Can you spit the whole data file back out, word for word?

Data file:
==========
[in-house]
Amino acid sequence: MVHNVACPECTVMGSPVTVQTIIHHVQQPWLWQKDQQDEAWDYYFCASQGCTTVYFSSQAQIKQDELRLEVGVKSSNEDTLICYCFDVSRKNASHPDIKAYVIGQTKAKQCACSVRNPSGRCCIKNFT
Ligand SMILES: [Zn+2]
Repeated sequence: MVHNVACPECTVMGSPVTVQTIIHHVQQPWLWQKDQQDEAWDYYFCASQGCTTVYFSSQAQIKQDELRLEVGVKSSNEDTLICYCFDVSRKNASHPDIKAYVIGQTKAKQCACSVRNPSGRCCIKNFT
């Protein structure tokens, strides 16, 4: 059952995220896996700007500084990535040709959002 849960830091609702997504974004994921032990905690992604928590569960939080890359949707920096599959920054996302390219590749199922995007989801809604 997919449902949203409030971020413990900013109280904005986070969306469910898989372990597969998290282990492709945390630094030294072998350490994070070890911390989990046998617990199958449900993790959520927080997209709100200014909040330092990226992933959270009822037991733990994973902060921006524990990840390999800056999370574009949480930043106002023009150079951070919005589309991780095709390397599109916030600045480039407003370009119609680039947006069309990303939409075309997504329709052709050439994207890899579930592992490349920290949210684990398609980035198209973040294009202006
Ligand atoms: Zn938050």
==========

[in-house]
Amino acid sequence: MVHNVACPECTVMGSPVTVQTIIHHVQQPWLWQKDQQDEAWDYYFCASQGCTTVYFSSQAQIKQDELRLEVGVKSSNEDTLICYCFDVSRKNASHPDIKAYVIGQTKAKQCACSVRNPSGRCCIKNFT
Ligand SMILES: [Zn+2]
Repeated sequence: MVHNVACPECTVMGSPVTVQTIIHHVQQPWLWQKDQQDEAWDYYFCASQGCTTVYFSSQAQIKQDELRLEVGVKSSNEDTLICYCFDVSRKNASHPDIKAYVIGQTKAKQCACSVRNPSGRCCIKNFT
């Protein structure tokens, strides 16, 4: 059952995220896996700007500084990535040709959002 849960830091609702997504974004994921032990905690992604928590569960939080890359949707920096599959920054996302390219590749199922995007989801809604 997919449902949203409030971020413990900013109280904005986070969306469910898989372990597969998290282990492709945390630094030294072998350490994070070890911390989990046998617990199958449900993790959520927080997209709100200014909040330092990226992933959270009822037991733990994973902060921006524990990840390999800056999370574009949480930043106002023009150079951070919005589309991780095709390397599109916030600045480039407003370009119609680039947006069309990303939409075309997504329709052709050439994207890899579930592992490349920290949210684990398609980035198209973040294009202006
Ligand atoms: Zn938050």